Suddenly, my sense of normal had shifted entirely.

As a person who absolutely does not handle change well, it has been a testing period to see how much transition I could handle at one time.

But in the middle of it all, I remembered the fundamental truth that God is a God of seasons; and in every season there is a purpose.

For anyone going through such a transitory time, some key lessons God has been touching me:

Trust God in the Unknown

Proverbs 3:5-6 English Standard Version (ESV)

Trust in the Lord with all your heart,
    and do not lean on your own understanding.
In all your ways acknowledge him,
    and he will make straight your paths.

These verses have been never more true than this year in my life. With every decision there was agony and fear, but when the time to decide came God always came through with clarity. And I have seen God make my paths straight in incredible ways.

I have been engaged in ministries such as ICPF and in my church and community for most of my life, but this year, taking time to reflect, I am in awe of the ways and paths God has opened to be an influence for the next generation. In a recent conference call, I was in awe that individuals on the call listened to someone much younger than them. One thing is clear: every step on my journey has been ordained by God, and I am thankful for every person who has been on this path.

And I know this story is only continuing in an exciting way in this season. I’m reminded of God’s words to Abram in Genesis 12:1 (Now the LORD said to Abram, “Go from your country and your kindred and your father’s house to the land that I will show you.”) Without a clear direction and details and only armed with a command and promise from God, Abram and his clan set out. If only I could reach the faith of Abram in this life. May it be said of me, “Well done, good and faithful servant.”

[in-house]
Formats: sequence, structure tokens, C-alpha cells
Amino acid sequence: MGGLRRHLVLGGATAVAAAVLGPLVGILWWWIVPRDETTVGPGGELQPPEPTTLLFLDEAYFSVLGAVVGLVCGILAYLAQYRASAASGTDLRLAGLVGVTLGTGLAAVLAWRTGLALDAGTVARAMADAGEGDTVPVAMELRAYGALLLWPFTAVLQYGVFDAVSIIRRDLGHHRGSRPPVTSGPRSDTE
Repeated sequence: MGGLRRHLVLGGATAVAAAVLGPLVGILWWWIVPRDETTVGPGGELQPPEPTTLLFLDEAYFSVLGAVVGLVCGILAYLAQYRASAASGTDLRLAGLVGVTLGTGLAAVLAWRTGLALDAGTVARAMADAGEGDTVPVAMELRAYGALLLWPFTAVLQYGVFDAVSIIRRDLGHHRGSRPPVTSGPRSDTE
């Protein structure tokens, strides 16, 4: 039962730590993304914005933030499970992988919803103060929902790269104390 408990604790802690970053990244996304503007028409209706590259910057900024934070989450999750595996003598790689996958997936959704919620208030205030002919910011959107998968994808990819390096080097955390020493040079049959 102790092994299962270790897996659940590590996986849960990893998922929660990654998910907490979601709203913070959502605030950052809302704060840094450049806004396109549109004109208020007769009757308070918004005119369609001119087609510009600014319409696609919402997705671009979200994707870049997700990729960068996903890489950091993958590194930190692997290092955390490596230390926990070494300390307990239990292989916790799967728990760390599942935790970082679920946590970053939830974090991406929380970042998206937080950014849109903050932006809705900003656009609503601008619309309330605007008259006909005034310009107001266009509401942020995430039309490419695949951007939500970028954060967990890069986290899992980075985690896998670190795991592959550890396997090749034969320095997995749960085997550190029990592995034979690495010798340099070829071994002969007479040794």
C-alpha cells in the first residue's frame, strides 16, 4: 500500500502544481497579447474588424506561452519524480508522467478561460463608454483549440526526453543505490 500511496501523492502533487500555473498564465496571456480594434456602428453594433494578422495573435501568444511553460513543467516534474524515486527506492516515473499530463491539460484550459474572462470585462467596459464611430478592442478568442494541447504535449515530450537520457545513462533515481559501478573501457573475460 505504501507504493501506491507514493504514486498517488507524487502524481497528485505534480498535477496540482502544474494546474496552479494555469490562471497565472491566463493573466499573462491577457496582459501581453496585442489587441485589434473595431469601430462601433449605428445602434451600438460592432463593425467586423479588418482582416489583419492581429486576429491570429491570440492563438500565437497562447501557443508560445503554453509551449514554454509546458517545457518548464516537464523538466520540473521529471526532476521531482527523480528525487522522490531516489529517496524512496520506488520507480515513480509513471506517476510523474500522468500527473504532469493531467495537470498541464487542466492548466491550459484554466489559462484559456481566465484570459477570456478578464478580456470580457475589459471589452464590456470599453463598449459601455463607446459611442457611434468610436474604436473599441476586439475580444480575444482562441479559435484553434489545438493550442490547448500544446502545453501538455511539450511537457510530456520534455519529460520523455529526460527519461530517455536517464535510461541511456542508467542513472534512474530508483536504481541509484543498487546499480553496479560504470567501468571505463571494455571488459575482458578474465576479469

Know the Power of Influence

In a typical Google search on influence today, the most common result is related to social media influencers, people who have reached a certain credibility and ability to sway followers.

But I have been recently been challenged by the words of God to Moses in Exodus: “What is in your hand?” We see in this short Scripture God reveals that through Moses’ availability God will reveal His power and glory.

The power of influence goes well beyond what we see in the social media world today. As many have passed from this world this year already, the constant reminder of how short our lives are is ever present. But in the short time we have, will we use what we have to leave a legacy that lasts beyond our lives?

So what do you have? Influence? Position? Friendship? Do you inspire hope in others? Are you a great organizer? A visionary? Are you using what you have within your sphere of influence for His glory?

We have a short lifespan to use our gifts and strengths for God. What will you do with the time you have? Will you answer the question, “What is in your hand?” and be faithful what is given to you?

Life is crazy. It is hard, full of change and transitions. But in every moment, we have an option to exercise positive, godly influence and be part of the story God is weaving. Will we get caught up in the pointless worries of life or will we focus on using what we have for God’s glory?

What are we hearing?

17 So faith comes from hearing, and hearing through the word of Christ.

Romans 10:17 English Standard Version (ESV)

Thinking back to just a few weeks ago during our church retreat and the powerful time in God’s presence, I am still amazed at that night but have admittedly recently struggled with faith since that time in relation to our church and my own walk.

These words of Paul to the Roman church make a very basic but crucial point: faith comes by hearing the Word.

On Sundays, we are eager to praise and look like we have our faith strong and in practice. We have practiced and practiced the art of looking as if we have it all together.

But if we are being honest, most of us are not really turning to the Word in the crucial moments, when the flesh is tempting us.